Sweetgrass

2009

Adventure / Documentary / Western

60
Rotten Tomatoes Critics - Certified Fresh 97%
Rotten Tomatoes Audience - Upright 65%
IMDb Rating 6.8 10 945

Synopsis


Downloaded times
December 28, 2020

720p.BLU 1080p.BLU
948.26 MB
1280*720
English 2.0
NR
23.976 fps
101 min
P/S N/A / N/A
1.9 GB
1920×1080
English 2.0
NR
23.976 fps
101 min
P/S N/A / N/A

Movie Reviews

Reviewed by tapinsharon 8 / 10 / 10

Captures wonderful piece of history

Though at the time it seemed a bit slow in parts, I thoroughly am reliving wonderful moments in this film. It is simply about a season of sheep herding. Very little dialog - no fill-in music or annoying narration. Just sheep, and their ranchers. The scenery is beautiful. I would love to see this movie on a huge screen with HD to truly enjoy the Montana mountains. But it is grand. There are a few squeamish moments - but it's all in the life cycle of a sheep. We get to share in the boredom, excitement, and frustration of the sheep herders in a very personal way that I'm sure has never been shown before. It is a jewel of a movie and definitely worth the time if you have a chance to see it.

Reviewed by zettaichan 9 / 10 / 10

Woolgathering

Sweetgrass is a documentary, literally: a document of a particular place, time and events. There's no narration, no host or guide, and seemingly no attempt to edit the footage to tell a story. Each scene appears to be chosen because it illuminates the subject, rather than for drama. The camera records a group of sheep farmers and herders preparing a flock and getting them across the mountains. The focus is on everyday details of animal tending and herding, straightforward and unsentimental. The people working with the sheep seem mostly unconscious of the cameras, just going about their business. It's like seeing into another life. Of course, it's another life that's centered around sheep. If that sounds boring, this probably isn't the film for you, because that's all there is to it, and it's slow-paced. It's very different from Discovery Channel style documentaries that try to teach and entertain. There's no Mike Rowe here to relate everything he's doing to you so that you can understand what's going on. But there's something to be said for just watching things happen. The movie isn't trying to reach out and explain itself to you, and that enables it to draw you in, if you're willing to go along for the ride.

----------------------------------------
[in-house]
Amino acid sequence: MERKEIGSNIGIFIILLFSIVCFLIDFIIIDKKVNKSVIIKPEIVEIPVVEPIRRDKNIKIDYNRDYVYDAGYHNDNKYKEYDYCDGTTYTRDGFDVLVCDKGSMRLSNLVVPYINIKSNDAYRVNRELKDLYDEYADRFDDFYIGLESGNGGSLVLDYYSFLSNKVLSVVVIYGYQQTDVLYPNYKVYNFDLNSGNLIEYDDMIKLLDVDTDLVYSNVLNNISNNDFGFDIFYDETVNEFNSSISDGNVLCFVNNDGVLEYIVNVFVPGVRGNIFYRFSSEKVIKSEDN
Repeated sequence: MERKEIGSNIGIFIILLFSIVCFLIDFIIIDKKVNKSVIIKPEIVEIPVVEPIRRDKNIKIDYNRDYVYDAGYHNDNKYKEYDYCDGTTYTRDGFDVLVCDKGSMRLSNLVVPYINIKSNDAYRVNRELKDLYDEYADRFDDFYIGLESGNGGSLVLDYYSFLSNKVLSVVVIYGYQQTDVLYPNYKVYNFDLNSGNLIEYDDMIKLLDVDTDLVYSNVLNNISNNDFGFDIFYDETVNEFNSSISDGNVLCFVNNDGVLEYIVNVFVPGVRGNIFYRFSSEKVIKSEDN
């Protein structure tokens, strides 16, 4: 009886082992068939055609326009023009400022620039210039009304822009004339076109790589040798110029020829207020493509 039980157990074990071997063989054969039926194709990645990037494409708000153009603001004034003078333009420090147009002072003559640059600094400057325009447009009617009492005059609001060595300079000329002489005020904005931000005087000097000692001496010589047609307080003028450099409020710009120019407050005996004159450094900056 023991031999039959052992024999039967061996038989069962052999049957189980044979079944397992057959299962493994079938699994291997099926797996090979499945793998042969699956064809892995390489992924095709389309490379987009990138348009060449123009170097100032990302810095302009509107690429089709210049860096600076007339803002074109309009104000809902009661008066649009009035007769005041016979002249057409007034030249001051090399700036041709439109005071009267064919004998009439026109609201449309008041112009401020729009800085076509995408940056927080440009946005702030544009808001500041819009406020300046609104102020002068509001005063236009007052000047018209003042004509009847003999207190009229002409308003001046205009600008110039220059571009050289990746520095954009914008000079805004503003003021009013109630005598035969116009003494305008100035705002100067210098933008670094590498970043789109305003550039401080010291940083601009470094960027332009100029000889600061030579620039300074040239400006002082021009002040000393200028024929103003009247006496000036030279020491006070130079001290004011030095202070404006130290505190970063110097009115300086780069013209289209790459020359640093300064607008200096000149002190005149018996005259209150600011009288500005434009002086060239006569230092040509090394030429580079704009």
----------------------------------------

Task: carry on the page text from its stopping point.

Reviewed by jsmith1480 9 / 10 / 10

Unforgettable

At one point in this wonderful work, the camera is high in the Montana Beartooths above the cowboys with their 3000 sheep coming up the mountain for some good-weather grazing. The woolies are getting to be all over the place and you see a lone cowboy in the saddle with the help of a few sheepdogs corraling the herd purely by the way he moves his horse around and by the calls he makes. Gracefully and neatly he tightens up the herd and turns it in the direction he wants the little bleaters to go. He creates a fence invisible 'round his woolies. It's that kind of skill, no, art that is so evident in these guys: keeping order in the herd, whittling rough branches for the spines of their tents, sleeping with one ear open for sounds of bear and wolverine, sharpshooting in the night aided only by lamp. These guys do it all and well. They can also midwife a ewe in the crisis of giving birth, find an udder for an orphaned lamb and cleanly, expertly fleece these critters when the wool is heavy. These cowboys never get rich inspite of a bagful of skills and talents that leave the viewer in respectful admiration. Watching the travail of these guys makes you realize you have never in your life known the true meaning of "hard work." This is a documentary without any taped-on background music and without any warm-toned narrator telling you what you're seeing. Not even Morgan Freeman. The footage tells the story without extraneous aids. The absence of other noise is welcome. This piece is awesome but it's also funny, not just in the humanity of the cowboys. There's some real comic talent among those woolies, too. Jim Smith

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